Life sometimes has a way of surprising us with unexpected challenges. Maybe you’ve been laid off from work or lost a loved one. Perhaps caring for additional family members has put a strain on your finances.
If a life change has made it difficult to make your mortgage payment, don’t bear the burden in silence. Talk to your mortgage servicer. You have options. Quicken Loans® and any mortgage servicer want to do everything they can to help you stay in your home or at least get you into the best situation possible.
We’ll take you through your alternatives. You may find that an option to work with your lender and servicer to modify your mortgage payment will enable you to stay in your home. However, if you no longer have the budget necessary, there are options that will allow you to get out from under it. This can be done with less negative impact than a foreclosure.
In order to decide whether you have the resources to handle a modification, you first need to know how a modification works. This used to be complicated and once depended on which mortgage investor owned your loan. Now things have been greatly simplified, making the process better for both servicers and their clients.
Examining The Standard Modification
If a challenge has caused you to fall a couple of months behind on your mortgage payment, one option your servicer will take a look at is a modification.
The purpose of a modification is to lower your payment to the point where you can afford it. The standard modification accomplishes this in a couple of steps.
You’re given a special standardized interest rate for modification that’s designed to tie closely with current market rates. No matter which mortgage investor you use, they take their interest rate cue from an index available from Freddie Mac.
For some of you, this in and of itself may lower your payment by lowering your mortgage rate. If that alone doesn’t do it, they also have the ability to extend your mortgage term to 40 years, instead of the standard 30 years. By re-amortizing your payments over a more extended period, your payments are substantially lowered. But there are also some specific options that you may find useful.
VA Streamline Refinance
If you’re a veteran and have a VA loan that you’re struggling to pay off, you can refinance at a lower rate with a VA Interest Rate Reduction Refinance Loan (IRRRL). Also known as a VA Streamline, the IRRRL simplifies the refinancing process to ensure that you receive prompt financial assistance.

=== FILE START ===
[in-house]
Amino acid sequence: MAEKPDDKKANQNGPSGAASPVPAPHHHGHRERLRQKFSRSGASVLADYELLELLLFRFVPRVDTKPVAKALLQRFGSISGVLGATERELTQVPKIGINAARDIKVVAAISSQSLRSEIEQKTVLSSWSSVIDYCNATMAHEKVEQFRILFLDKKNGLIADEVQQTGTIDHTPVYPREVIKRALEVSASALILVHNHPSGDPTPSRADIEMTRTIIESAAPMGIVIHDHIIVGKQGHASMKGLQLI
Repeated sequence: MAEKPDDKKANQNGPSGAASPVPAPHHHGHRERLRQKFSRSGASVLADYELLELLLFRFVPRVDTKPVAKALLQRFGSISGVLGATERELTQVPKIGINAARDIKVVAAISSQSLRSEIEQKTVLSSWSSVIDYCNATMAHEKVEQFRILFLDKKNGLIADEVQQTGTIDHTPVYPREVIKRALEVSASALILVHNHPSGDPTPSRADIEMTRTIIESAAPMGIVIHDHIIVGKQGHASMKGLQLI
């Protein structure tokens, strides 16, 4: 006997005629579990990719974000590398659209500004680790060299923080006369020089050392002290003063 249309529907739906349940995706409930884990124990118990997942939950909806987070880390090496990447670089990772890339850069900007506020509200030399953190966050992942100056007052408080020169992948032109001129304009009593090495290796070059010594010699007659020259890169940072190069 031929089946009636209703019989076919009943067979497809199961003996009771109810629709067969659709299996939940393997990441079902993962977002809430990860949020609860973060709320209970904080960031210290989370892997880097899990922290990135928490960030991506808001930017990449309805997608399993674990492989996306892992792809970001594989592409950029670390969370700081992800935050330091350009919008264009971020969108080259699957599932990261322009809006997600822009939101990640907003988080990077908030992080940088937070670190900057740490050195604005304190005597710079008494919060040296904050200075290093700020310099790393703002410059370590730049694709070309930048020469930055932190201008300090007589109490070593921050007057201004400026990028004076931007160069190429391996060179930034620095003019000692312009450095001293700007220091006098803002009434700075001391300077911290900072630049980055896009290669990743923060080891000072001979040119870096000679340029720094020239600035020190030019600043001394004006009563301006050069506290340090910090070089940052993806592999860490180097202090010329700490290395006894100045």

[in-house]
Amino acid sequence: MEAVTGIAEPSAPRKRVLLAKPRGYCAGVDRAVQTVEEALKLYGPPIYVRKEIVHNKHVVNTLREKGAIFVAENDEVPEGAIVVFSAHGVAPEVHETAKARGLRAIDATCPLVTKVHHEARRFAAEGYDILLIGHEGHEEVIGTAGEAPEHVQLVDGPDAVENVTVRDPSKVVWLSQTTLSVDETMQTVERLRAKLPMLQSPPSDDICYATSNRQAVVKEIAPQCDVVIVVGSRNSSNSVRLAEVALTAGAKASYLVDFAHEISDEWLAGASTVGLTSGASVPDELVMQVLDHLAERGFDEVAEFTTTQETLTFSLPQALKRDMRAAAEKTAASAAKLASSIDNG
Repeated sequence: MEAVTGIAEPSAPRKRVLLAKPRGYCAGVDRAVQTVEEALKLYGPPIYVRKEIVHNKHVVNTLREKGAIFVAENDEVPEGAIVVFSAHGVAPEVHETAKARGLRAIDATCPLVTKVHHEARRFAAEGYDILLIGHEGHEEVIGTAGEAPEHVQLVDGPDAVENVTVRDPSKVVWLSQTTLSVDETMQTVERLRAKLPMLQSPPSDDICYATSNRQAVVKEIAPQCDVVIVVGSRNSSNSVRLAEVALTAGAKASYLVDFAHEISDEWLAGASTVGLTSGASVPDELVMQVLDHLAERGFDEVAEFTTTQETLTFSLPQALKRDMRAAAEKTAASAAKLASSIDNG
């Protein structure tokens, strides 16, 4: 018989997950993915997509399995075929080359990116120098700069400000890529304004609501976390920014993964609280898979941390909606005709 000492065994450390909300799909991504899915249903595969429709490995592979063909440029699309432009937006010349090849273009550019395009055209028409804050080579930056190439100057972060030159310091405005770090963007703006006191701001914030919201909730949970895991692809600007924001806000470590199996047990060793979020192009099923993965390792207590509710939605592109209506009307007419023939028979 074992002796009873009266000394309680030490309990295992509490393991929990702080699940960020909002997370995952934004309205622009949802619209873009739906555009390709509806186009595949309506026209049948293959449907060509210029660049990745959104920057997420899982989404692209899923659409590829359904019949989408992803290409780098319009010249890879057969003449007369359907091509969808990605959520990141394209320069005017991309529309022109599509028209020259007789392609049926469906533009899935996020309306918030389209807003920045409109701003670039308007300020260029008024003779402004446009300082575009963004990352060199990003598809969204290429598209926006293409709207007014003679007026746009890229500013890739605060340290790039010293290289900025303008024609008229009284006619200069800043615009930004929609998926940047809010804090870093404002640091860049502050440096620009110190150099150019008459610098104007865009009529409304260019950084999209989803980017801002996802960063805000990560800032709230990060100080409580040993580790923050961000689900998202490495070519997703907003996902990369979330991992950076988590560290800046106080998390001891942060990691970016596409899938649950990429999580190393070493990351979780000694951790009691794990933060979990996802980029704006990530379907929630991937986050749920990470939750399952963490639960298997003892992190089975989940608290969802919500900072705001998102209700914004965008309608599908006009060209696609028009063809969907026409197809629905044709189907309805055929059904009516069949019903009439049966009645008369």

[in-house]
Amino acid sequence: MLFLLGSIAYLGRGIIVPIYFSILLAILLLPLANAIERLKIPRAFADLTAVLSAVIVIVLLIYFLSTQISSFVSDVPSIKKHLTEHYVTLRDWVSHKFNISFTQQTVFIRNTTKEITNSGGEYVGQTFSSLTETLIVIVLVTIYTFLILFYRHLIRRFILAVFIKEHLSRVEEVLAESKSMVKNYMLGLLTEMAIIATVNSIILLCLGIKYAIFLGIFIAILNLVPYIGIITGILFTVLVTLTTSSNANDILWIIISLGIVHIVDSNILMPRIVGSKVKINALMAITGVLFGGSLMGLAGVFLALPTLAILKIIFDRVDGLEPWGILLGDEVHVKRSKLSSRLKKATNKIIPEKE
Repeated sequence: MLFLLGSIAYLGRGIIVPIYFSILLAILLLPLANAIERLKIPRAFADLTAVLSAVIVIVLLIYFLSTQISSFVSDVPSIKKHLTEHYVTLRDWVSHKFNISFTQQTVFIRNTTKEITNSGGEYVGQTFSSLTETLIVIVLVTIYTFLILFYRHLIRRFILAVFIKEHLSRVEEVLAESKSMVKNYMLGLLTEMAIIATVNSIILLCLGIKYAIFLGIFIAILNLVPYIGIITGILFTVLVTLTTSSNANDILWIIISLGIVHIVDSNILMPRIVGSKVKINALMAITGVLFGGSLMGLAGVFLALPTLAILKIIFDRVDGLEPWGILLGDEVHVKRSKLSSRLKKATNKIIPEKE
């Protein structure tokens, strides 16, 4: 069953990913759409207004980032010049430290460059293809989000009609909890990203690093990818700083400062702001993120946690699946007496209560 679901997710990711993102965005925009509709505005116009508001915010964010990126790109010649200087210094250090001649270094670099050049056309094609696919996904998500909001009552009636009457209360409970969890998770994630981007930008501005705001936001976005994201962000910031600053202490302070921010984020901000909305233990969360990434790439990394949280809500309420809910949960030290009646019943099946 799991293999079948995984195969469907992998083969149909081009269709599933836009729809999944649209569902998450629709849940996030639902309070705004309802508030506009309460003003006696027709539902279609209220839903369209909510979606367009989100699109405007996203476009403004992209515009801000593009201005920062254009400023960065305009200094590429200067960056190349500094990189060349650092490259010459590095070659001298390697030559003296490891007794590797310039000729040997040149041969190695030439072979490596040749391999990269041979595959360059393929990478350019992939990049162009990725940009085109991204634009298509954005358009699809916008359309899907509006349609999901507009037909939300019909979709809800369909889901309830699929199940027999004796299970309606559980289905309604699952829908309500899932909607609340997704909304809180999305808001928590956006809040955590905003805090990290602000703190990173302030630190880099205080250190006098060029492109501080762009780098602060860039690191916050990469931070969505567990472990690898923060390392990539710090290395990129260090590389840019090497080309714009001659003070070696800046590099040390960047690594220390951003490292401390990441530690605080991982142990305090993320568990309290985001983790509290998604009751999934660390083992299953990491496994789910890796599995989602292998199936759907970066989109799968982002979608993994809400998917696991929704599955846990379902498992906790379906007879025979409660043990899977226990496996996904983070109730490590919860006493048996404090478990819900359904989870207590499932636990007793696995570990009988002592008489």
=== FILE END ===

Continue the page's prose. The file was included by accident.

With an IRRRL, you can adjust the type, term or rate of your VA loan. If you have an adjustable rate mortgage (ARM), you can choose to switch to a fixed-rate mortgage, which will ensure that your rate is locked in and does not increase even if the market fluctuates. You also can extend your loan term to decrease your monthly payments or simply refinance at a lower interest rate.
FHA Streamline Refinance
If you have an FHA loan, you can refinance with an FHA Streamline to lower your monthly payments. However, in order to qualify for this option, you must currently be in good standing with your mortgage. That means, in the last 6 months, you may not have made any payments that were more than 30 days late. And in the last year, you may not have made more than one payment that was more than 30 days late.
If you are in good standing, an FHA Streamline refinance can be a good way to lower your monthly payment. However, there are restrictions regarding how you can do it. For instance, if you want to increase your loan term to decrease your payment, you cannot increase the term by more than 12 years.
Beyond the considerable requirements, a downside of FHA Streamlines is that you’ll have to continue to pay a mortgage insurance premium (MIP). However, the FHA’s guidelines restrict individuals from obtaining FHA Streamline refinances if there isn’t a net tangible benefit. So the only way you can refinance through this option is if it is actually financially beneficial to you.
Dealing With An Underwater Mortgage